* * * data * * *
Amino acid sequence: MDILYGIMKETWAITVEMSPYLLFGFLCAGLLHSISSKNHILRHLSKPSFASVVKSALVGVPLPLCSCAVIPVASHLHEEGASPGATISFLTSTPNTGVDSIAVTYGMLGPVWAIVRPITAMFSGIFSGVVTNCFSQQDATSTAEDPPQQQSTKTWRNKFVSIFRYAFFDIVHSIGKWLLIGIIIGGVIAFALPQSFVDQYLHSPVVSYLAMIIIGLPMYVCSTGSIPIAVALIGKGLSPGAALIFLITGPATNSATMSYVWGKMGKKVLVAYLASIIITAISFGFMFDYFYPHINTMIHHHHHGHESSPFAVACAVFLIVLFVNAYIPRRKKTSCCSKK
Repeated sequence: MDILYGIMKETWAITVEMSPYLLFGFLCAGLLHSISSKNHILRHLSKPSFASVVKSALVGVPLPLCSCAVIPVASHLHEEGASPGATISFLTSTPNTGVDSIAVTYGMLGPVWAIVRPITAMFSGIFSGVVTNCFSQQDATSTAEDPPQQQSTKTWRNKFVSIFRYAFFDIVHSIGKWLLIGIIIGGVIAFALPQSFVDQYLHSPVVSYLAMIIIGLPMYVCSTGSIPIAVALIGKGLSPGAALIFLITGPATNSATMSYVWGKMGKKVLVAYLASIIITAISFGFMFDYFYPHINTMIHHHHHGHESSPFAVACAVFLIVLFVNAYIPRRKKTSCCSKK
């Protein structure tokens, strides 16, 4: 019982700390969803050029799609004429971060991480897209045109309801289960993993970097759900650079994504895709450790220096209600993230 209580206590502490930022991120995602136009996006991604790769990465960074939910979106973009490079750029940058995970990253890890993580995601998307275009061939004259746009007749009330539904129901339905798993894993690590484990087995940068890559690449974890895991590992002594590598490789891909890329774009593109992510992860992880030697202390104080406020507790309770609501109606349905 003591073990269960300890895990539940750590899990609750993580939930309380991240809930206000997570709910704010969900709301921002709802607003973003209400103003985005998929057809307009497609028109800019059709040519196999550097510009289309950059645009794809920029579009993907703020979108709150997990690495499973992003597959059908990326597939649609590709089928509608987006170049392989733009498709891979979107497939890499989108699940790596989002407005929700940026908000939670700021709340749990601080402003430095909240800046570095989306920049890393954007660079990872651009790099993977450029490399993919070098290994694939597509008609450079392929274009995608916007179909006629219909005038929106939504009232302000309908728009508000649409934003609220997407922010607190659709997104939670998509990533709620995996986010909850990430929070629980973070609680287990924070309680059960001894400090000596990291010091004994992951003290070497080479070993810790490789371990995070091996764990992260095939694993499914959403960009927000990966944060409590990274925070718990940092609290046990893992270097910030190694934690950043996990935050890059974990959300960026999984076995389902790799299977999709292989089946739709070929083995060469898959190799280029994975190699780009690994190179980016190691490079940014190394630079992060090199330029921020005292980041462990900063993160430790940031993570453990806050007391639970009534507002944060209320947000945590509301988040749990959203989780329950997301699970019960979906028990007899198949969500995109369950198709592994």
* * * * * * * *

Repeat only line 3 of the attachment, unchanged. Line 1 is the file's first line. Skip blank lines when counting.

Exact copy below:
């Protein structure tokens, strides 16, 4: 019982700390969803050029799609004429971060991480897209045109309801289960993993970097759900650079994504895709450790220096209600993230 209580206590502490930022991120995602136009996006991604790769990465960074939910979106973009490079750029940058995970990253890890993580995601998307275009061939004259746009007749009330539904129901339905798993894993690590484990087995940068890559690449974890895991590992002594590598490789891909890329774009593109992510992860992880030697202390104080406020507790309770609501109606349905 003591073990269960300890895990539940750590899990609750993580939930309380991240809930206000997570709910704010969900709301921002709802607003973003209400103003985005998929057809307009497609028109800019059709040519196999550097510009289309950059645009794809920029579009993907703020979108709150997990690495499973992003597959059908990326597939649609590709089928509608987006170049392989733009498709891979979107497939890499989108699940790596989002407005929700940026908000939670700021709340749990601080402003430095909240800046570095989306920049890393954007660079990872651009790099993977450029490399993919070098290994694939597509008609450079392929274009995608916007179909006629219909005038929106939504009232302000309908728009508000649409934003609220997407922010607190659709997104939670998509990533709620995996986010909850990430929070629980973070609680287990924070309680059960001894400090000596990291010091004994992951003290070497080479070993810790490789371990995070091996764990992260095939694993499914959403960009927000990966944060409590990274925070718990940092609290046990893992270097910030190694934690950043996990935050890059974990959300960026999984076995389902790799299977999709292989089946739709070929083995060469898959190799280029994975190699780009690994190179980016190691490079940014190394630079992060090199330029921020005292980041462990900063993160430790940031993570453990806050007391639970009534507002944060209320947000945590509301988040749990959203989780329950997301699970019960979906028990007899198949969500995109369950198709592994």